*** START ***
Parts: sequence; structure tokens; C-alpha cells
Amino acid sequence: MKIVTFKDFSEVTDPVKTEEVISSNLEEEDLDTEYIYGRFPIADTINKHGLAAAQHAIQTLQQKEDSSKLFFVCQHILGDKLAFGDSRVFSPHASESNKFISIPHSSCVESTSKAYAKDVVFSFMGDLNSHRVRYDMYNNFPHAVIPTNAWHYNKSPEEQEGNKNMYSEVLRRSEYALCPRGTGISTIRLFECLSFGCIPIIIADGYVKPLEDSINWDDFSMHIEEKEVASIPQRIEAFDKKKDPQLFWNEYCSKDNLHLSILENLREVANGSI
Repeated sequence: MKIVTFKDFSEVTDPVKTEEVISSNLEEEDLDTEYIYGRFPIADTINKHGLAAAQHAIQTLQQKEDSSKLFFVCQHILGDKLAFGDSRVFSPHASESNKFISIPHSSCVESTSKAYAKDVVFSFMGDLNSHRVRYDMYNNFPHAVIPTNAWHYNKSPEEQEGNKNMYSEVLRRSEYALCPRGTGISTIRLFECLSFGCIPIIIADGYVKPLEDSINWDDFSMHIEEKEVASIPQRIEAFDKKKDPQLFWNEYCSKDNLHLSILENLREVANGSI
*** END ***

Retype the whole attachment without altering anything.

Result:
Parts: sequence; structure tokens; C-alpha cells
Amino acid sequence: MKIVTFKDFSEVTDPVKTEEVISSNLEEEDLDTEYIYGRFPIADTINKHGLAAAQHAIQTLQQKEDSSKLFFVCQHILGDKLAFGDSRVFSPHASESNKFISIPHSSCVESTSKAYAKDVVFSFMGDLNSHRVRYDMYNNFPHAVIPTNAWHYNKSPEEQEGNKNMYSEVLRRSEYALCPRGTGISTIRLFECLSFGCIPIIIADGYVKPLEDSINWDDFSMHIEEKEVASIPQRIEAFDKKKDPQLFWNEYCSKDNLHLSILENLREVANGSI
Repeated sequence: MKIVTFKDFSEVTDPVKTEEVISSNLEEEDLDTEYIYGRFPIADTINKHGLAAAQHAIQTLQQKEDSSKLFFVCQHILGDKLAFGDSRVFSPHASESNKFISIPHSSCVESTSKAYAKDVVFSFMGDLNSHRVRYDMYNNFPHAVIPTNAWHYNKSPEEQEGNKNMYSEVLRRSEYALCPRGTGISTIRLFECLSFGCIPIIIADGYVKPLEDSINWDDFSMHIEEKEVASIPQRIEAFDKKKDPQLFWNEYCSKDNLHLSILENLREVANGSI